To summarize our work, we've found an object \(f(z)\), which we can define for any probability distribution \(p(m)\), that serves as a wellspring for all quantities of interest associated with the distribution. It makes calculations more transparent, eases more advanced manipulations, and frees up mental computing power for more interesting tasks.

Our object \(f(z)\), defined as \(\sum\limits_m p(m)z^m\), works as it does because we exploit the derivative properties of \(z^m\) as a tool. However, because we chose \(z^m\), our derivatives are a little ugly.

For instance, to find the mean, we take a single derivative, \(f'(z)\), but for the mean squared value we add two derivatives together, \(f''(1) + f'(1)\). As we try to find higher moments, the dance gets less and less appetizing.

This situation arises because each time we take a derivative of \(z^m\), we bring down a new function of \(m\): \(m, m-1,\ldots, 1\) rather than \(m,m,\ldots\). Things would be nicer if this could be arranged.

An alternative choice that gets the job done is \(e^{zm}\), so that \(f(z) = \sum\limits_m e^{zm}p(m)\).

In our voting model, we'd instead have \(f(z) = \left(p_Ae^{zm} + p_B\right)^N\), and find the simpler relations

\[ \langle \hat{A} \rangle = \frac{\partial}{\partial z} f(z) \bigg|_{z=0} \]

and

\[ \langle \hat{A}^2 \rangle = \frac{\partial^2}{\partial z^2} f(z) \bigg|_{z=0} \]

The object that results from this choice is called the **moment generating function** and it is a powerful tool. It is so powerful in fact that a foundational domain of theoretical physics, statistical mechanics, has been constructed around its use.

In a system that is close to thermodynamic equilibrium, the likelihood of the system occupying a particular state \(s\), of energy \(E_s\) is proportional to the factor \(\displaystyle e^{-E_s/k_BT} = e^{-E_s/\beta}\).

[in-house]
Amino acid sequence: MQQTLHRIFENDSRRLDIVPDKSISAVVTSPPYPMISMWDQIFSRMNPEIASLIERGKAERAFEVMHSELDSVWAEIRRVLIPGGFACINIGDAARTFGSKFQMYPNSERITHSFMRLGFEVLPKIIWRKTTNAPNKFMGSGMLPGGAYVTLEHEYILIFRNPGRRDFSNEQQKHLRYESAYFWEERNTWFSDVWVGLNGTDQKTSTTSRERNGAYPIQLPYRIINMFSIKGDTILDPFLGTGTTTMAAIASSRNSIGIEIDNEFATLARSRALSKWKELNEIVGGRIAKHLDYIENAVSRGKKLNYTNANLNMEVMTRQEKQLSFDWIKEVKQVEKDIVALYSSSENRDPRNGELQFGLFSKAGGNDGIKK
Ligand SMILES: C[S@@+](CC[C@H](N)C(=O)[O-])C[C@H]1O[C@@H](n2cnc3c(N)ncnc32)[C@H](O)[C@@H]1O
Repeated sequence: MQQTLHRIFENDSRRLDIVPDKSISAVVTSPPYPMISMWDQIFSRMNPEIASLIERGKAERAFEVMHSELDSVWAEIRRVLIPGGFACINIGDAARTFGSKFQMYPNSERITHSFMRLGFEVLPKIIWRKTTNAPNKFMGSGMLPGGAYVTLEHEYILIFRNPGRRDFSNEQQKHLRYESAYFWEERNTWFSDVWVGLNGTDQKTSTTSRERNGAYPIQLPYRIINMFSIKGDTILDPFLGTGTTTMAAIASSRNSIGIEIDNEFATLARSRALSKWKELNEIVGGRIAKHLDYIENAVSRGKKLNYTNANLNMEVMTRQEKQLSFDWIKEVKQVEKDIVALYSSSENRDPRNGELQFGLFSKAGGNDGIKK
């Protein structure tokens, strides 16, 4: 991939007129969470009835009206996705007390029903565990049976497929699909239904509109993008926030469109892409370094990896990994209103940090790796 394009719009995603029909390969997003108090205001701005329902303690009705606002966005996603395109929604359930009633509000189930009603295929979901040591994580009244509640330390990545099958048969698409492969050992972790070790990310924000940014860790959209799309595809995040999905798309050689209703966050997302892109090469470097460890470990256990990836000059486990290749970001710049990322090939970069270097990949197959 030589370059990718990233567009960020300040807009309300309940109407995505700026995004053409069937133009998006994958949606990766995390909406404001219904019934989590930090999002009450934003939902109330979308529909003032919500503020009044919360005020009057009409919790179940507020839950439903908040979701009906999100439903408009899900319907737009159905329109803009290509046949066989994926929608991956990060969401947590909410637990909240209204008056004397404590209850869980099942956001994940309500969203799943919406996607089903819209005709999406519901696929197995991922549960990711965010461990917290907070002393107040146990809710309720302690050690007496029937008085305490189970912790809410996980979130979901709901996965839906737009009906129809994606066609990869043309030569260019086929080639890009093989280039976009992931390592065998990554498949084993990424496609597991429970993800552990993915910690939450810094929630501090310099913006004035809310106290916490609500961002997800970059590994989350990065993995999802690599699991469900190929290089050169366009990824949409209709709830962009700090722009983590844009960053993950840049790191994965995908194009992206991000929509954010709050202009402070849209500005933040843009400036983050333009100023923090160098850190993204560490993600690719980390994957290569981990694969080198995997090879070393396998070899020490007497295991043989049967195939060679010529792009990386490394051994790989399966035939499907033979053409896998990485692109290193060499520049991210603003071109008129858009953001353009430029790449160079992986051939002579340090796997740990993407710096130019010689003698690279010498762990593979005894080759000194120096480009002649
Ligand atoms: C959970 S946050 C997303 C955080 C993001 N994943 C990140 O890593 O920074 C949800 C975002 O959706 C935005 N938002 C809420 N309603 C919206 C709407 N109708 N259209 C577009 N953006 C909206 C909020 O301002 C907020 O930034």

The engine of statistical mechanics is a kind of moment generating function, a sum over the likelihood of all energetic states, \(E_s\), known as the partition function, \(Z\). It encapsulates all the statistical properties of a physical system and allows us to obtain them through imaginative manipulations.

Concretely:

\[Z = \sum\limits_s e^{-E_s/k_BT}\]

The probability of occupying the state is given by the relative likelihood, normalized by the partition function (the sum of all likelihoods):

\[p(E_S) = \frac{e^{-E_s/k_BT}}{Z}\]

What this translates to is that, all else being equal (temperature, volume, pressure, etc.), a system tends to occupy states of lower energy.

Though slightly more intimidating than before, we find that useful quantities such as the average energy can be found through derivatives of \(Z\)

\[ \begin{align} \langle E \rangle &= \frac{1}{Z}\sum\limits_s e^{-E_s/\beta}E_s \\ &= \frac{1}{Z} \sum\limits_s \frac{\partial}{\partial \beta}e^{-E_s/\beta} \\ &= \frac{1}{Z} \frac{\partial}{\partial \beta} \sum\limits_s e^{-E_s/\beta} \\ &= \frac{1}{Z} \frac{\partial}{\partial \beta} Z \\ &= \frac{\partial}{\partial \beta} \log Z \end{align} \]

where \(\beta = \left(k_BT\right)^{-1}\)

Physics and politics should never be equated. We can, nevertheless, obtain our higher moments (\(\langle E^2 \rangle - \langle E \rangle ^2\)) through derivatives similar (\(\frac{\partial^2}{\partial \beta^2} \log Z\)) to what we used in the voting model.

The success of the partition function in physics has catapulted it to use in areas as far flung as neuroscience, computation biology, and the study of natural language.

Consider a particular DNA molecule (top strand in diagrams below) diffusing in liquid with millions of other DNA molecules. It is more likely to be found in a state of maximum pair bonding

than in a state with multiple mismatches

The reason for this is that each stable bond the DNA molecule makes with its partner molecule (A:T, or G:C) lowers the energy of interaction, contributing a factor \(e^{-E_s/\beta}\).

On the other hand, each mismatch (A:G, C:T, etc.) produces a high energy bulge, contributing a factor \(e^{-E_b/\beta}\).

The bulges are expensive (\(e^{-E_s/\beta} \gg e^{-E_b/\beta}\) ) to maintain in the face of lower energy alternatives and, so, DNA molecules are most likely to be found with their most stable partners. The probability distribution of the various binding events can be captured through a suitably constructed partition function describing the energetics.

Hopefully, you can now see the divine beauty of the generating function approach.

Let's wrap things up, using the partition function to fold a simple protein.

## Comments

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TopNewestDude, nice. I feel like not enough people have recognized this amazing note. – Finn Hulse · 2 years, 9 months ago

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– Arifur Rahman · 2 years, 1 month ago

Maybe we did, didn't we?Log in to reply